Savvy Tips from CEOs to Boost Productivity
By Sandy Schroeder
Don’t you just love it when you knock off three key tasks before your morning break? Or how about those days when you have everything wrapped up by mid-afternoon and you get to sneak out for a few hours? What’s the secret? Productivity!
When we boost our production rate, everything else falls into place. Most CEOs learned how to maximize their productivity a long time ago. That’s how they got to the top.
Check These Productivity Secrets
DumbLittleMan.com took a closer look and came up with some specific tips that CEOs use a lot.
Schedule Work When Your Brain Is Sharpest
When do you produce your best work?
- Early in the morning
- Later in the day as you pick up speed
- On through the evening
Figure out when your brain does its best work and reserve that time to do your most important efforts. Bump the mindless routine tasks off to a time when you are winding down. If you follow this scheduling trick you may achieve more in two weeks than you might have in a month following a normal push-and-pull schedule.
Always Look for More
Truly smart people who make it all the way to the top are seldom satisfied with the current situation. CEOs often have a “growth mindset” that’s constantly looking for better, faster ways to do things. While most of us are enjoying the current developments they are looking for the next open door or step up.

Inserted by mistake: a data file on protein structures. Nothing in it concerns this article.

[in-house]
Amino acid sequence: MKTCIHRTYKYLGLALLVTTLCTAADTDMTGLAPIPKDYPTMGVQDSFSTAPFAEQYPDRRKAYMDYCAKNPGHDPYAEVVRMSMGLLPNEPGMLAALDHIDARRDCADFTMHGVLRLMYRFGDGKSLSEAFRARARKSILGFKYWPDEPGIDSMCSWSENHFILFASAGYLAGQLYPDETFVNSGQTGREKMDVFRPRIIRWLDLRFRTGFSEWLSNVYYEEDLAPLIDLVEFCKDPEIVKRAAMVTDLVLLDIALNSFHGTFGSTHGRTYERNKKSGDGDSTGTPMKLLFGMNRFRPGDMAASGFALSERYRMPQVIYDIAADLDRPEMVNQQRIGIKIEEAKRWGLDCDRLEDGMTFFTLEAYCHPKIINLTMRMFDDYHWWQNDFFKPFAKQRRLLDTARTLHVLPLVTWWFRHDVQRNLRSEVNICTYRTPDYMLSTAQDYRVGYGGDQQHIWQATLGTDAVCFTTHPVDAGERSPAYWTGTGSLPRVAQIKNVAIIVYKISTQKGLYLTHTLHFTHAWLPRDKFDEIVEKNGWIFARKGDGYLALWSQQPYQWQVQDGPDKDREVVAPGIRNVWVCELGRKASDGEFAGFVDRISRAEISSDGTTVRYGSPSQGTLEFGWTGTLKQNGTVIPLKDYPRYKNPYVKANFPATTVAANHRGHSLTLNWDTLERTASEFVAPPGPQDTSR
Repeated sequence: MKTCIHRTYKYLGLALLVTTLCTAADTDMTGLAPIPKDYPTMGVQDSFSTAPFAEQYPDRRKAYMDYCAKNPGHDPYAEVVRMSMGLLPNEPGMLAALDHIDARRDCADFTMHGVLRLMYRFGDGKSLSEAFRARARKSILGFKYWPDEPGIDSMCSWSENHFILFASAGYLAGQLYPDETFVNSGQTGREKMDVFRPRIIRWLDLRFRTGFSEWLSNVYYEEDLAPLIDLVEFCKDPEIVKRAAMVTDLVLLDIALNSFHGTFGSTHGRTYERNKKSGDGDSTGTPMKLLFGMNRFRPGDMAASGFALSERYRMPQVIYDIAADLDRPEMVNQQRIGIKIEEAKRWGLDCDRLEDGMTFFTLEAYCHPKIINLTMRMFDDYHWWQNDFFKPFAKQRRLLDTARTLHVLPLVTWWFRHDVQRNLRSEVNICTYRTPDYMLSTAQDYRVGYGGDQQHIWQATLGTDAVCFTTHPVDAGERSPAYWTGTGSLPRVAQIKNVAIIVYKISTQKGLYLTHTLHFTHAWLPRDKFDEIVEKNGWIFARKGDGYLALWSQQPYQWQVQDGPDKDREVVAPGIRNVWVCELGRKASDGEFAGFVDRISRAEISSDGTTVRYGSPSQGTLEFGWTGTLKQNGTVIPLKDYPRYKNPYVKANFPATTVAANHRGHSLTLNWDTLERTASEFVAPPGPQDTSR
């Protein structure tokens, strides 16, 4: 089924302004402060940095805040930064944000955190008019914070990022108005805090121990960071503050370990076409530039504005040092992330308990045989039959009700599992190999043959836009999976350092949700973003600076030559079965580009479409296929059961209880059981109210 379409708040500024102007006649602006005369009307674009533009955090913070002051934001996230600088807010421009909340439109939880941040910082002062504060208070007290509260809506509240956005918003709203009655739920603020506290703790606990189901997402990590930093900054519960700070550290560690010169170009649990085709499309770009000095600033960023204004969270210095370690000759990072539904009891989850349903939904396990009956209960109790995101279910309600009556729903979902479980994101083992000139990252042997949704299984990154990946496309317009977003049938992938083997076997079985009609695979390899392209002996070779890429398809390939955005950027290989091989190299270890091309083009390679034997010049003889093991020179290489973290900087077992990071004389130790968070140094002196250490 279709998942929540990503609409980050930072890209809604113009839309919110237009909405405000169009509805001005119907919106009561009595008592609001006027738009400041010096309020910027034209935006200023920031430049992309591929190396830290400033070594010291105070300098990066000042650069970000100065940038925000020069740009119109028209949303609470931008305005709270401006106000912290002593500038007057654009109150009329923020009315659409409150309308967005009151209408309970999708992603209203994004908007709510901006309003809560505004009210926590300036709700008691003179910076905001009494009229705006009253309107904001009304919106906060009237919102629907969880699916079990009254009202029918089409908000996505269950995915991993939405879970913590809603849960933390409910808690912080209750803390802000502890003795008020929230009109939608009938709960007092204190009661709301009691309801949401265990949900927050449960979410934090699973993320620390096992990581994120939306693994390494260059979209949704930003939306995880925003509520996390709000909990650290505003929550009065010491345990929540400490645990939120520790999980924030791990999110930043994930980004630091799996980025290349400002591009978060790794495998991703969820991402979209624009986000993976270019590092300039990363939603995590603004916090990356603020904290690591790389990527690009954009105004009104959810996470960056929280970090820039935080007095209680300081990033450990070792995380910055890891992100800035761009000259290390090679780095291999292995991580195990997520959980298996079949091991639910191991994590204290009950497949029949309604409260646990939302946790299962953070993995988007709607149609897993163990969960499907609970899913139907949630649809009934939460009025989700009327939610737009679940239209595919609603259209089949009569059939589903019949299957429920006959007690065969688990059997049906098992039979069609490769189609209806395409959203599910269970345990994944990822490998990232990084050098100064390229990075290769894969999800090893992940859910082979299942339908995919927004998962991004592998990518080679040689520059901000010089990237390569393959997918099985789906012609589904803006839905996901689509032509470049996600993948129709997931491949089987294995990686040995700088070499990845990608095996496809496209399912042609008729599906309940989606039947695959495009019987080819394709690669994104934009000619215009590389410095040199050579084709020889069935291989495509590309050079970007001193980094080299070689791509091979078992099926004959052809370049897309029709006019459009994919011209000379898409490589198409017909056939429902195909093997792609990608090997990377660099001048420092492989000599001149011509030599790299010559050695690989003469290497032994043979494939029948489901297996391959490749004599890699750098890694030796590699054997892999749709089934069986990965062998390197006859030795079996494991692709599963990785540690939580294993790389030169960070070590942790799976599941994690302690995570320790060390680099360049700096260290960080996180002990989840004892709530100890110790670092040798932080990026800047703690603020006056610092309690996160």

Put Time Limits on Everything
People at the top seldom tolerate wasting time. I worked with an amazing leader who always arrived on time for his countless meetings, and glared at the room looking for the stragglers who were sneaking in late. He valued every minute and made the most of them, turning a small center into a thriving, nationally recognized powerhouse.
To make this work, set time limits for all of your tasks including meetings and emails. Take a close look at that two-hour lunch meeting. You might tighten it up to an hour with a snack in the afternoon. Know what you need to accomplish and how much time it takes to achieve it. When you allow tasks, projects and emails to run their course, they may swallow up a lot of valuable time that could cover more ground.
Make Technology Work for You
Truly smart users of technology stay in touch with their staff wherever they are and use their phones to keep a lot of projects going simultaneously. I have a friend who does his best work as an architect in his favorite national parks. Another young guy that I know loves to camp. He works as a contract negotiator. When he is not showing up for meetings you might find him coordinating details from a favorite campground.
If these tips work for you, put the extra benefits to good use and keep right on going.
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